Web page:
Am Fam Physician. 2004 Mar 15;69(6):1548-1551.
Mycobacterium marinum, a nontuberculous mycobacterial species that is widely found in aquatic environments, can cause cutaneous infections in humans. The chlorination of pool water has virtually eliminated “swimming pool granulomas,” but fish tank exposure remains a vector for these infections. Lewis and associates report on a series of eight patients treated for cutaneous infections caused by M. marinum.
All eight patients in their report had had contact with fish tanks at home or at work. Cutaneous infections began on the hands in all subjects, and two patients subsequently developed deep tissue infections. The infections began at sites of skin breakdown in several cases, such as a wart removal site in one patient and at bilateral hand lesions in a patient with psoriasis. Spread of infection occurred in a slow, skipping fashion, similar to skin infection with sporotrichosis.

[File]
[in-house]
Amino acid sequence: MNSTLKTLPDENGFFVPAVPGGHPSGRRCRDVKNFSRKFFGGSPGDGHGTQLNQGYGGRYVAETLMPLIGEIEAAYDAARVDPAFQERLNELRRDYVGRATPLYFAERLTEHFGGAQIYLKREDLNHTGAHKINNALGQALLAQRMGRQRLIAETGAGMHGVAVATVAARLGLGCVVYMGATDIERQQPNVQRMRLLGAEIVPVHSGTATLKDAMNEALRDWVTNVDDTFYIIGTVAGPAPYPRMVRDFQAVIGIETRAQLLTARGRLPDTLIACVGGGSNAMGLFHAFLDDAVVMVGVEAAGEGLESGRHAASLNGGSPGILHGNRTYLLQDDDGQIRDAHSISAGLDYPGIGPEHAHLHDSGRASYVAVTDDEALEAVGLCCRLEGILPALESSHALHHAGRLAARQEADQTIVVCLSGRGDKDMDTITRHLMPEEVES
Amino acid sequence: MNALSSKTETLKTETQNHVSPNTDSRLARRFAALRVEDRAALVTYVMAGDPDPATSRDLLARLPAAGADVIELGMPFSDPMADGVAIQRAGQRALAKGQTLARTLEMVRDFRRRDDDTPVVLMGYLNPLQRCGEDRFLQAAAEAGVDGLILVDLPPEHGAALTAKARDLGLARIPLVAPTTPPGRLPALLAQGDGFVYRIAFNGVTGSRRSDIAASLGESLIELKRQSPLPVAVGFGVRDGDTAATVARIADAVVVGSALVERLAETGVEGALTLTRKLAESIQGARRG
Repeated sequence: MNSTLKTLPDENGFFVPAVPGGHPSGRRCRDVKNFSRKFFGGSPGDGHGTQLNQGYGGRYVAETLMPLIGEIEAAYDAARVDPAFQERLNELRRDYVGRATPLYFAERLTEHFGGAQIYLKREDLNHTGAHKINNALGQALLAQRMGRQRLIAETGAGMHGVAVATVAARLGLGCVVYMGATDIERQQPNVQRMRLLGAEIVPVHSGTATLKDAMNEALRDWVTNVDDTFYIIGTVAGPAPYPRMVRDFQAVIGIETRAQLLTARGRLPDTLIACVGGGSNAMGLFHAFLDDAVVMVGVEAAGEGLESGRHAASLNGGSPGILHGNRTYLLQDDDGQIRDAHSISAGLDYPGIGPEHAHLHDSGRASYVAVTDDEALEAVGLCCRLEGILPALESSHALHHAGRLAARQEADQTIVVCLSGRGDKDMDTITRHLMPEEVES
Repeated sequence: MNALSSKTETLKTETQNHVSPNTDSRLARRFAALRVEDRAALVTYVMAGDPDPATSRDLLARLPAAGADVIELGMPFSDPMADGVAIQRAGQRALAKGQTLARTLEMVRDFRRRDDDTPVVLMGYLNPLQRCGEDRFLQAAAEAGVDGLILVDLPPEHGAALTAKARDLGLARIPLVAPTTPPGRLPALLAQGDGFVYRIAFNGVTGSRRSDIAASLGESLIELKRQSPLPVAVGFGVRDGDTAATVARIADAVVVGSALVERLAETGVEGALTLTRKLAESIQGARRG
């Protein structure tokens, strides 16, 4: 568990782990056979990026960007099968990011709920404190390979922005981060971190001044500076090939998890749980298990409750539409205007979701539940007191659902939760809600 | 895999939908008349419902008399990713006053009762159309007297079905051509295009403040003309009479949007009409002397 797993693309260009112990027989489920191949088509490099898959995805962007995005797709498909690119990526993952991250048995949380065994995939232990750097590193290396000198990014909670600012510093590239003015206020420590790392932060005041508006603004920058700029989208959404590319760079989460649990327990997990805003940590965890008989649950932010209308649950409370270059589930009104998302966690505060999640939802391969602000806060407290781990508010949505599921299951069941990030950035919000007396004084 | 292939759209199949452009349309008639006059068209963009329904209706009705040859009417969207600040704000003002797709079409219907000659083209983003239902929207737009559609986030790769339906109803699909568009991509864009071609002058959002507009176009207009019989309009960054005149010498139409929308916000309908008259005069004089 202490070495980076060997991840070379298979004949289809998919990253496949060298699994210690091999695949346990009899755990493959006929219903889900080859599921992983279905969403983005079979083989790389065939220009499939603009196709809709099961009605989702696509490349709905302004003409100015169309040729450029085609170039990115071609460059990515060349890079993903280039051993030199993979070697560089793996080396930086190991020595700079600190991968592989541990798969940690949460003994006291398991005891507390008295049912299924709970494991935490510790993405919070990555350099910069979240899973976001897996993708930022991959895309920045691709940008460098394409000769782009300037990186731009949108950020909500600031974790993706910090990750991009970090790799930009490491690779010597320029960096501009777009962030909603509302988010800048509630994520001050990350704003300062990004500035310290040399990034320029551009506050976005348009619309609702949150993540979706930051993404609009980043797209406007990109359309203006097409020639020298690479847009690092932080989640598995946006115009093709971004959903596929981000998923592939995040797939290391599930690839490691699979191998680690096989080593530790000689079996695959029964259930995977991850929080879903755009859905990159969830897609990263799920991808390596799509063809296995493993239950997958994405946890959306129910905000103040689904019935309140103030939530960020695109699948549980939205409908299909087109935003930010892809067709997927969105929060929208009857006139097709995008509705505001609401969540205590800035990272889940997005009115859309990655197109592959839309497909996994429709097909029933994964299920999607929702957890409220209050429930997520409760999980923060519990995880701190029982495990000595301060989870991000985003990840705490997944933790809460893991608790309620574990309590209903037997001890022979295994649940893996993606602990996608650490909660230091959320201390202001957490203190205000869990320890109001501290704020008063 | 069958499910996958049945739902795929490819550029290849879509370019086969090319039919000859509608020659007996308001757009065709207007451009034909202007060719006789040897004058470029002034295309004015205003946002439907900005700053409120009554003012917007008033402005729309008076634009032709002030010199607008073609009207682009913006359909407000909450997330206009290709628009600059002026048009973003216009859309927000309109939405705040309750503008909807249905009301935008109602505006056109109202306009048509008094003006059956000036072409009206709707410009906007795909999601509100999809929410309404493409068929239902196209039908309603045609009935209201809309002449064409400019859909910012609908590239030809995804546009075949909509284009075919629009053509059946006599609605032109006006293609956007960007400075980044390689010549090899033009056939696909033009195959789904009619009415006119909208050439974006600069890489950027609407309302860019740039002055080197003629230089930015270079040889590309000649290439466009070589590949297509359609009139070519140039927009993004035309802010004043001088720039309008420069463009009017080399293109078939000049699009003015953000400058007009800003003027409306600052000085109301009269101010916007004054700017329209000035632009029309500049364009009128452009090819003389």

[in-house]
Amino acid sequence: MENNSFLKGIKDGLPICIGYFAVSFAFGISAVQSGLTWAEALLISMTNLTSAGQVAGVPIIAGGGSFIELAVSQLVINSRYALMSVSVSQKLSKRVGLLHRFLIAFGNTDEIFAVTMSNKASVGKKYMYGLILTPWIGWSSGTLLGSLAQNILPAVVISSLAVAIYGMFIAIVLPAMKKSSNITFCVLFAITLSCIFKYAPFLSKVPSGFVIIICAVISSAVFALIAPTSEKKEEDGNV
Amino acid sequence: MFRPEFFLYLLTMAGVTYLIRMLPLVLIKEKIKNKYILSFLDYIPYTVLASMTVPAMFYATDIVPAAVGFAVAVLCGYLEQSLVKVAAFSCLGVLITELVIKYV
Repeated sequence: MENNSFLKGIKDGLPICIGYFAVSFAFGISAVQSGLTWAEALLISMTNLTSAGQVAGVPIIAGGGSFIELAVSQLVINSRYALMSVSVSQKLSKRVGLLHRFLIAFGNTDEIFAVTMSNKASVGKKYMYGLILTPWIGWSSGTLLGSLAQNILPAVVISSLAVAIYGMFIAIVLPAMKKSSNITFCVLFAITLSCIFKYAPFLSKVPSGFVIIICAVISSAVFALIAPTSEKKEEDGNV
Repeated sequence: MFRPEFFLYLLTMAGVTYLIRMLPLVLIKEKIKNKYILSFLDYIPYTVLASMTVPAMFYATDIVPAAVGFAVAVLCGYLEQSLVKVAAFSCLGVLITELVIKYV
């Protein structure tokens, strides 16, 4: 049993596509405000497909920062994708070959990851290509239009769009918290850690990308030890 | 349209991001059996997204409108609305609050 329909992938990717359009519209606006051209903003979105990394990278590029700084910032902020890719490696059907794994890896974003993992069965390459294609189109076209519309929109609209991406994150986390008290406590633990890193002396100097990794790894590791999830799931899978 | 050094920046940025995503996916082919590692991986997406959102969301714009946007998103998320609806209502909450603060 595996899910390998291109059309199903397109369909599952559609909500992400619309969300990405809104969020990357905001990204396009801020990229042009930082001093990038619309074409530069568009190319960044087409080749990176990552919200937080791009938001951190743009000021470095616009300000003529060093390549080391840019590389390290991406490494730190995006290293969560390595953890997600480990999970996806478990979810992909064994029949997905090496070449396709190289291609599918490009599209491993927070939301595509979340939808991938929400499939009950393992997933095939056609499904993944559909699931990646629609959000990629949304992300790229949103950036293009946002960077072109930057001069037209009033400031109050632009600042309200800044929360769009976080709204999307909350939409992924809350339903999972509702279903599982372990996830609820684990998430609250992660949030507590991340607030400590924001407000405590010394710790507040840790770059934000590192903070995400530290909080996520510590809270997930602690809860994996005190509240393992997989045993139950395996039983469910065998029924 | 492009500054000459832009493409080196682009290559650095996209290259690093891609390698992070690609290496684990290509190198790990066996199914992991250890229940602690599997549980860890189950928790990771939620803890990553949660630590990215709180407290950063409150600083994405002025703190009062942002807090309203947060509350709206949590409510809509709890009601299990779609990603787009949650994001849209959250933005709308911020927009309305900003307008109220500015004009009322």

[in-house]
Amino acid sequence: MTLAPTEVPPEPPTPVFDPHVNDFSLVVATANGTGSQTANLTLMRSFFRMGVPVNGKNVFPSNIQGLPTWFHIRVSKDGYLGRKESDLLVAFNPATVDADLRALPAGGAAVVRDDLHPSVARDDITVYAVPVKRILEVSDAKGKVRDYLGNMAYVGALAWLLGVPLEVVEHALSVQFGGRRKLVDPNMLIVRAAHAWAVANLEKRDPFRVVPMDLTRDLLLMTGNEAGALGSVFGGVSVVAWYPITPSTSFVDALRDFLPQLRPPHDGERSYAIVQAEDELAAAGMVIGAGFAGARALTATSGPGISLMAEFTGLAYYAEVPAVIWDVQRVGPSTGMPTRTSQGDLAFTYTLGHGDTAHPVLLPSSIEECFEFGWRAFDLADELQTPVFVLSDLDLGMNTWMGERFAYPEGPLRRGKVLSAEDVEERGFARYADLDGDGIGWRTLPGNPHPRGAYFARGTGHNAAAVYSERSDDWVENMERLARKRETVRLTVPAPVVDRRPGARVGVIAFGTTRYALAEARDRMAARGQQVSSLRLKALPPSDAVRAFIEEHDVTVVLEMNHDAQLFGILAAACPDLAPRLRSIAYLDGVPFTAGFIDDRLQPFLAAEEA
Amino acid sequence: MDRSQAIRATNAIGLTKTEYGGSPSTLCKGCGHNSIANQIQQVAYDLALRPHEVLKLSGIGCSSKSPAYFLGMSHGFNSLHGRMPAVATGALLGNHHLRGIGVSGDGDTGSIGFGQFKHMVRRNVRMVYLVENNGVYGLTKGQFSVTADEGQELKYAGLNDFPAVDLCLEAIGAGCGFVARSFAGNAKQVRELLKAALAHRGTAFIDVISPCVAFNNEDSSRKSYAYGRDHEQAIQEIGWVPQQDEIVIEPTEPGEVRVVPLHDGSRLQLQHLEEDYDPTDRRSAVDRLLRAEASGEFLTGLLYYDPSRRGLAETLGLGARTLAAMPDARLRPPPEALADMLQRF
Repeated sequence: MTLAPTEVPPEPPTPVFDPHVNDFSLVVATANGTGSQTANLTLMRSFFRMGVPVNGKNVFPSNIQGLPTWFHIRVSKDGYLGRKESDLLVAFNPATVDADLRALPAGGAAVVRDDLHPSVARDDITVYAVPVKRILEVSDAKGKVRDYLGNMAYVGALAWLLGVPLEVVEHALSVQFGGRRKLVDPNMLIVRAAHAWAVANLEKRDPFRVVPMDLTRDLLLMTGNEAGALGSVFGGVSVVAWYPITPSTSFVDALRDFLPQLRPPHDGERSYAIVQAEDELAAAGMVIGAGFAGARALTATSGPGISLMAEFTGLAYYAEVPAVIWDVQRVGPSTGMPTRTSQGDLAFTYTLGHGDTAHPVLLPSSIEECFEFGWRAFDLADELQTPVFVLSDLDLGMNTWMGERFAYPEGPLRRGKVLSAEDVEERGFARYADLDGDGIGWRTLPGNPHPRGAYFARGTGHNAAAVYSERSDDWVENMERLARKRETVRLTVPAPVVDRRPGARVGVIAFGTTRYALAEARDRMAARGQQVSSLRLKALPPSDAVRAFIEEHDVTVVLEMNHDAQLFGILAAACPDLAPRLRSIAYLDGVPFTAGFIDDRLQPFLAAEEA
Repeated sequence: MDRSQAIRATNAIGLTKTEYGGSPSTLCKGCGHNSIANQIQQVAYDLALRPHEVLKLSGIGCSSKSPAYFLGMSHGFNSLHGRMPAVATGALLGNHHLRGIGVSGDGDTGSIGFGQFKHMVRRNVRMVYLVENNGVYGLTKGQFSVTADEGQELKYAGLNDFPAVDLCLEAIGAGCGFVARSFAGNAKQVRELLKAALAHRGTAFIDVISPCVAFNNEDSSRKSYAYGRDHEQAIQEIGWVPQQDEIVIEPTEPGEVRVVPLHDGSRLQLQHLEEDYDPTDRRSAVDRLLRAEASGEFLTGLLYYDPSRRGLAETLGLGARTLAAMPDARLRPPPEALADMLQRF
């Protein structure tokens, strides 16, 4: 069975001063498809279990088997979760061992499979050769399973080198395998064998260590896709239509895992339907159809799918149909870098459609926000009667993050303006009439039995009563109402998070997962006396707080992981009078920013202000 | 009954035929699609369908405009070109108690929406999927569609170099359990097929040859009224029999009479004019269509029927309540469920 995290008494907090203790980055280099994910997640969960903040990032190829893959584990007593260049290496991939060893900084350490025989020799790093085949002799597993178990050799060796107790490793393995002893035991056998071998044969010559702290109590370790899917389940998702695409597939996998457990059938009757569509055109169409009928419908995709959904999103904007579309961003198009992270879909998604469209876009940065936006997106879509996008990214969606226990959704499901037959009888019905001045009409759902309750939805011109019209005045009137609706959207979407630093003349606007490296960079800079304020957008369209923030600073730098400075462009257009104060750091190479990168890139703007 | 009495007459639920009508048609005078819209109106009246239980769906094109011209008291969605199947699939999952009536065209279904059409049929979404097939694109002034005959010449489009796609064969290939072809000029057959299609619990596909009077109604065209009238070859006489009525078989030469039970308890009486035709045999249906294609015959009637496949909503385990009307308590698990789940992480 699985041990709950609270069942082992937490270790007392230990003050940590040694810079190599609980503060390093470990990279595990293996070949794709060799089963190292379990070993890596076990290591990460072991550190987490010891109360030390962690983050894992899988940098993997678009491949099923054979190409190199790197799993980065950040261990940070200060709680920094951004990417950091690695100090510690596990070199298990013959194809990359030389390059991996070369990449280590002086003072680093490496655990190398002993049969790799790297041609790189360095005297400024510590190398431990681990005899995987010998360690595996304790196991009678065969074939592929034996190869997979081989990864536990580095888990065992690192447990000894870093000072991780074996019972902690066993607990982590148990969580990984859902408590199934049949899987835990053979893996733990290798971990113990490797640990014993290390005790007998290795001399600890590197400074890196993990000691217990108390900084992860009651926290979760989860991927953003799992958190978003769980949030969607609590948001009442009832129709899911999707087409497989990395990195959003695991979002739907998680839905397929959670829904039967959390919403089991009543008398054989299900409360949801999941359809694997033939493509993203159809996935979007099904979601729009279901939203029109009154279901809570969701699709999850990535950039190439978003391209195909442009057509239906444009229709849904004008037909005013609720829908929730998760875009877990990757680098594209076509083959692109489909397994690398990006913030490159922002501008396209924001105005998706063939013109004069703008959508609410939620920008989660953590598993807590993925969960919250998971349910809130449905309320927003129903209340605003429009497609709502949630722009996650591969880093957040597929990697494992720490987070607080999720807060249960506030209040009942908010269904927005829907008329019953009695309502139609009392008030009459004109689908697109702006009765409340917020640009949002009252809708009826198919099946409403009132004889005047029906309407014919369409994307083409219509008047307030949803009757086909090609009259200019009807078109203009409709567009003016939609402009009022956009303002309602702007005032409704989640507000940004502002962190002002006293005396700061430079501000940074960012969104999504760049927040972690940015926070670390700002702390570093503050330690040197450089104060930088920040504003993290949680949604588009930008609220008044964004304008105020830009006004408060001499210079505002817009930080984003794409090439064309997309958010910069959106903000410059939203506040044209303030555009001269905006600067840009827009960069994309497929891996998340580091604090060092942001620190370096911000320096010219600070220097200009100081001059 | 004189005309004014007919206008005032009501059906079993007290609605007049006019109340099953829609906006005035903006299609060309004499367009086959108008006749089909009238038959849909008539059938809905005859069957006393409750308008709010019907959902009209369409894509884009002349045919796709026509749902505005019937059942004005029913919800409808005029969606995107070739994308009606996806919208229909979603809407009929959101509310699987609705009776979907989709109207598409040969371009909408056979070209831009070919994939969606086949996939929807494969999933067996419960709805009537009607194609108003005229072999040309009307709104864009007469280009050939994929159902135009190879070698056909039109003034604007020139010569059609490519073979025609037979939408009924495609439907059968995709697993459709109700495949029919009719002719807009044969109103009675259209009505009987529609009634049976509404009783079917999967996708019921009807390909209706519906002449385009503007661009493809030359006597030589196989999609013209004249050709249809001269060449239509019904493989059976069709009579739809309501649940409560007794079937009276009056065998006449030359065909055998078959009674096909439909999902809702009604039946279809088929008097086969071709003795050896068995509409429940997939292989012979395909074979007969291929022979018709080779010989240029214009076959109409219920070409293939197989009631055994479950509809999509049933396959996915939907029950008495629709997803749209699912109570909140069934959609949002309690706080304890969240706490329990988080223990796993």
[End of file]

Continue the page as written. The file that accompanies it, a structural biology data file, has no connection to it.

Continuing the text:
Mycobacterial culture of skin lesions, performed on both solid and broth media, was positive for M. marinum in six patients. Tuberculin skin testing was performed on seven patients with purified protein derivative (PPD) antigen, and all had a reaction of at least 10 mm.
The authors recommended a two-drug regimen using clarithromycin in combination with another antimycobacterial agent such as ethambutol or rifampin. Treatment typically is continued for one to two months after resolution of skin lesions. One patient in their series required 14 months of treatment, and another patient with concomitant malignant melanoma had persistent infection despite cutaneous dèbridement and more than two years of treatment with three agents.
The authors conclude that most current cases of M. marinum are caused by fish tank exposure. A positive PPD reaction supports the diagnosis, which may be confirmed by mycobacterial culture. Treatment with at least two antimycobacterial agents is recommended.
Lewis FM, et al. Fish tank exposure and cutaneous infections due to Mycobacterium marinum: tuberculin skin testing, treatment, and prevention. Clin Infect Dis. August 9, 2003;37:390–7.
Copyright © 2004 by the American Academy of Family Physicians.
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